How Should a Christian Define Success?
There is a television commercial that shows a man in his 60’s walking from the first class cabin in an airplane to take a seat next to a younger version of himself who is working away in a coach seat. The older man gives financial advice to himself as a younger person. Then he returns to his first class seat, either because he can now afford it or perhaps he just needs to be closer to the bathroom.
This is a bit of intriguing fantasy.
What would we say if we could go back in time and give ourselves one piece of advice, if we had just one shot to influence our lives based on our life experience?
Here’s my answer. I would tell my younger self, “Pay attention to how you define success, because it will drive everything you do.”
I wish some older mentor would have challenged me in my twenties to decide on what success meant to me. Looking back, it is crystal clear that the various definitions I’ve held have definitely driven my thoughts, words, attitudes and actions.
So here is my challenge.
Do you know how you define success?
We may believe that there are countless ways to define it, but I disagree. In fact, I propose that there are really only two.
That is, every definition will fall under one of two broad definitions. We define success either by what we do or who we are becoming.
Success by ‘doing’ measures accomplishments, wealth, power, influence, reputation, etc. It is success by accumulation, and the world tells us that this accumulation determines our value and provides us our happiness and satisfaction. Another way of stating it is that we define success in terms of ownership. The problem with this view is that we never have enough. How many of us can attest to pursuing these things only to be rewarded with gnawing dissatisfaction? There is a Christian version of this definition. It tells us that we are measured by how much we have done for God, even if it means that we leave no time or space for Him to do His work in us. It is the recipe that leads to burnout, unfaithfulness and disillusionment. Either version comes at a high cost if we choose to chart this course and let our productivity define our success.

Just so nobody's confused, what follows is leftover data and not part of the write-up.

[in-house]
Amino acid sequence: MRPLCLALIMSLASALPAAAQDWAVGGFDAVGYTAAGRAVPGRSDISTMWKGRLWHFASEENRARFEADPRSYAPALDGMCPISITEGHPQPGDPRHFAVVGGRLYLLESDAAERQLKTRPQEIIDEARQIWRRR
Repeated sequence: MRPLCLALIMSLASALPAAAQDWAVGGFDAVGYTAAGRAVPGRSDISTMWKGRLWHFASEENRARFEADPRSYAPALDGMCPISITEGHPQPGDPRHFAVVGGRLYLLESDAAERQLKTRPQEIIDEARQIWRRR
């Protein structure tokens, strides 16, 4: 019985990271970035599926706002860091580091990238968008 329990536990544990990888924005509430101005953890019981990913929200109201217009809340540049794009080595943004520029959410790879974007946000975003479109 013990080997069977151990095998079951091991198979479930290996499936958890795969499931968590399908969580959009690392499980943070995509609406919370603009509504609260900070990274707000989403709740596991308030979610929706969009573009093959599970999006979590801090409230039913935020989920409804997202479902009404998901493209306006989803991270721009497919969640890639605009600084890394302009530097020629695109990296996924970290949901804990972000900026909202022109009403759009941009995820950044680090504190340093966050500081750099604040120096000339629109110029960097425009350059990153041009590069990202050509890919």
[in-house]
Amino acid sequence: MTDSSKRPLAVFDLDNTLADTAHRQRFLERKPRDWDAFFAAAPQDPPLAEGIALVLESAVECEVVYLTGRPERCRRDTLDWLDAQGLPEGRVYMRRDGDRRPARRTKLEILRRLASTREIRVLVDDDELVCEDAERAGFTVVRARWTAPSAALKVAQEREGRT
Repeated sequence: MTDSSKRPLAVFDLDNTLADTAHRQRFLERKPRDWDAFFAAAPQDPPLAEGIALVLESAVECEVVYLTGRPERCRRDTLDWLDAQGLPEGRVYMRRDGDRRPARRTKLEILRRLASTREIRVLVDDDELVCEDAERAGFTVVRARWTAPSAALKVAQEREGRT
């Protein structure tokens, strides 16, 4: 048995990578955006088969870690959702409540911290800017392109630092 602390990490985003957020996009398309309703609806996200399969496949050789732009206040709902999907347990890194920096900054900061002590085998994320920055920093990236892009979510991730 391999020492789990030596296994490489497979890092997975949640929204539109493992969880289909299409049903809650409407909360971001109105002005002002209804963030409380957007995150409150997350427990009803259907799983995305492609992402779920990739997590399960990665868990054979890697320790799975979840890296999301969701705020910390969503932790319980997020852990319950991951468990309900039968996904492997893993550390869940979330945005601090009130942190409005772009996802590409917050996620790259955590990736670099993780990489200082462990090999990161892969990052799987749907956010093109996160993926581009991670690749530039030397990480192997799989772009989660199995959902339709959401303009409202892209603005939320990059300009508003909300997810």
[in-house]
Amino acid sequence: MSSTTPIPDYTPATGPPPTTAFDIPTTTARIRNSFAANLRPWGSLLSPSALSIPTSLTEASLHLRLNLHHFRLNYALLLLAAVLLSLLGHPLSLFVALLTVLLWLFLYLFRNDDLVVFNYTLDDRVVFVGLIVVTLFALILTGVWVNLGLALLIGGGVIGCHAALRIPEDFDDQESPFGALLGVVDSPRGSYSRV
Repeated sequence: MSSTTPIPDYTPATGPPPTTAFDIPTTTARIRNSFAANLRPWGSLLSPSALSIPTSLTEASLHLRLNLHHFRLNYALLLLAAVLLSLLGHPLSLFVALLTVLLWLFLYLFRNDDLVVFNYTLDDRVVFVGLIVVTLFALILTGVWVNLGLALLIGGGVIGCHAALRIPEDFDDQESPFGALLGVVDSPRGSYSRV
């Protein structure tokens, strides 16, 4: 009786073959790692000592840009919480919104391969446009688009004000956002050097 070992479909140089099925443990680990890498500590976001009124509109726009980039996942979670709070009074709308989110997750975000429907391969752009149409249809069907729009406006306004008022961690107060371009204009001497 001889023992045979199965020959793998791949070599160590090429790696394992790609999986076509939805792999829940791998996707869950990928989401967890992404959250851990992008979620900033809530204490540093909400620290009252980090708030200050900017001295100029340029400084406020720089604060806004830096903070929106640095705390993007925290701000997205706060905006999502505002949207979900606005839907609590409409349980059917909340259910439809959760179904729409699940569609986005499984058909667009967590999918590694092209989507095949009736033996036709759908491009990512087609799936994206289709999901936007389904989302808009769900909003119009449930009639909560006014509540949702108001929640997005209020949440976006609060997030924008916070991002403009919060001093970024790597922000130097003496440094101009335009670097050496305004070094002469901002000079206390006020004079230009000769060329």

The alternative is to define success by who I am and who I am becoming.
If we believe we were created to know God and enjoy him forever, then our daily passion is being conformed to His image and transformed by the renewing of our minds. This is success in terms of becoming a faithful steward. It means we chart a course that lets faithfulness define success and we discover that it is the journey of greater faithfulness that brings joy, satisfaction and peace. And the kicker is, in God’s great economy, when we focus on faithfulness, productivity flows.
The best scripture to help you see the difference is John 15.
Jesus tells us that we are called to bear fruit, and that kingdom definition of productivity is only achieved by abiding in the vine. Did you hear that? The kind of productivity that God honors flows from the time we spend with Him. He desires to work the fruit of the Spirit in and through us, if we will be stewards and stay connected to Him. As His Spirit flows through us we, like the passive branch, bear His fruit. This fruit of faithfulness is out of reach for those who seek to produce the fruit of their own hands at the expense of abiding. But for those who seek first the kingdom of God, He promises we will bear much fruit, showing ourselves to be His followers.
So how will you define success from this day forward? Which definition will drive you?
My prayer is that you will choose to pursue a life of faithfulness as your driving passion and trust God to do the impossible in you and through you. Abide in Him, and let that be your definition of success.
This is a guest post by Scott Rodin. Scott is president of The Steward’s Journey, an organization dedicated to equipping and inspiring God’s people to be free and joyful stewards of life. You can follow him at www.thestewardsjourney.com